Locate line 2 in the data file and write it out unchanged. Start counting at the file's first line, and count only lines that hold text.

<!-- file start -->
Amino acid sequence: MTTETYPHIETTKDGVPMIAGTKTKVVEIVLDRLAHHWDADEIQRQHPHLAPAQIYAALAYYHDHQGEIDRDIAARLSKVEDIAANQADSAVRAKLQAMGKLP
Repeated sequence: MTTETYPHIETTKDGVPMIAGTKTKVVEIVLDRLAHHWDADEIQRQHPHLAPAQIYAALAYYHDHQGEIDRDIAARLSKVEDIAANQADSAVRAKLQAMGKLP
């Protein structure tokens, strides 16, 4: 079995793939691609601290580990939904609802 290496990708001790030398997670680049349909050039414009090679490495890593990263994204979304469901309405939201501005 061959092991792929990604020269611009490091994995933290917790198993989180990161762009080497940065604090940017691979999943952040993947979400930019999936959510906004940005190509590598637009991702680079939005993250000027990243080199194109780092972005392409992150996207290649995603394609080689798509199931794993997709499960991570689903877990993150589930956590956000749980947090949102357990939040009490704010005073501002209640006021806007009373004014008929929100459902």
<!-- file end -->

Repeated sequence: MTTETYPHIETTKDGVPMIAGTKTKVVEIVLDRLAHHWDADEIQRQHPHLAPAQIYAALAYYHDHQGEIDRDIAARLSKVEDIAANQADSAVRAKLQAMGKLP